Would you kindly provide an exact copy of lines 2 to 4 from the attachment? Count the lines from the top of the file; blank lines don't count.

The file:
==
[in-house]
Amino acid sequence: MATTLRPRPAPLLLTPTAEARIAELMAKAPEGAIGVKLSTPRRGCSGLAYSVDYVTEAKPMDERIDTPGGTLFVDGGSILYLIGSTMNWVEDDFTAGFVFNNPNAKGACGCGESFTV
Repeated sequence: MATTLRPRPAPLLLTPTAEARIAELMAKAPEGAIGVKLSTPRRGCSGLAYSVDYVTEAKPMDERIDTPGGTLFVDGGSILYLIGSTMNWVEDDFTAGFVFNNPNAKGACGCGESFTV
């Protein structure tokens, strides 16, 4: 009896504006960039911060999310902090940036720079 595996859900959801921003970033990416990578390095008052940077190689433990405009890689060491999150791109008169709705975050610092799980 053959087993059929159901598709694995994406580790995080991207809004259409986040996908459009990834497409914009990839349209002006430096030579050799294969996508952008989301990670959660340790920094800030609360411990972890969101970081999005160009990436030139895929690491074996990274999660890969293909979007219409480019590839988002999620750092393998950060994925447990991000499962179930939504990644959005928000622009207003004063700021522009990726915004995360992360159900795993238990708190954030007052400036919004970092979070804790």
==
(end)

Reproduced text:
Amino acid sequence: MATTLRPRPAPLLLTPTAEARIAELMAKAPEGAIGVKLSTPRRGCSGLAYSVDYVTEAKPMDERIDTPGGTLFVDGGSILYLIGSTMNWVEDDFTAGFVFNNPNAKGACGCGESFTV
Repeated sequence: MATTLRPRPAPLLLTPTAEARIAELMAKAPEGAIGVKLSTPRRGCSGLAYSVDYVTEAKPMDERIDTPGGTLFVDGGSILYLIGSTMNWVEDDFTAGFVFNNPNAKGACGCGESFTV
């Protein structure tokens, strides 16, 4: 009896504006960039911060999310902090940036720079 595996859900959801921003970033990416990578390095008052940077190689433990405009890689060491999150791109008169709705975050610092799980 053959087993059929159901598709694995994406580790995080991207809004259409986040996908459009990834497409914009990839349209002006430096030579050799294969996508952008989301990670959660340790920094800030609360411990972890969101970081999005160009990436030139895929690491074996990274999660890969293909979007219409480019590839988002999620750092393998950060994925447990991000499962179930939504990644959005928000622009207003004063700021522009990726915004995360992360159900795993238990708190954030007052400036919004970092979070804790």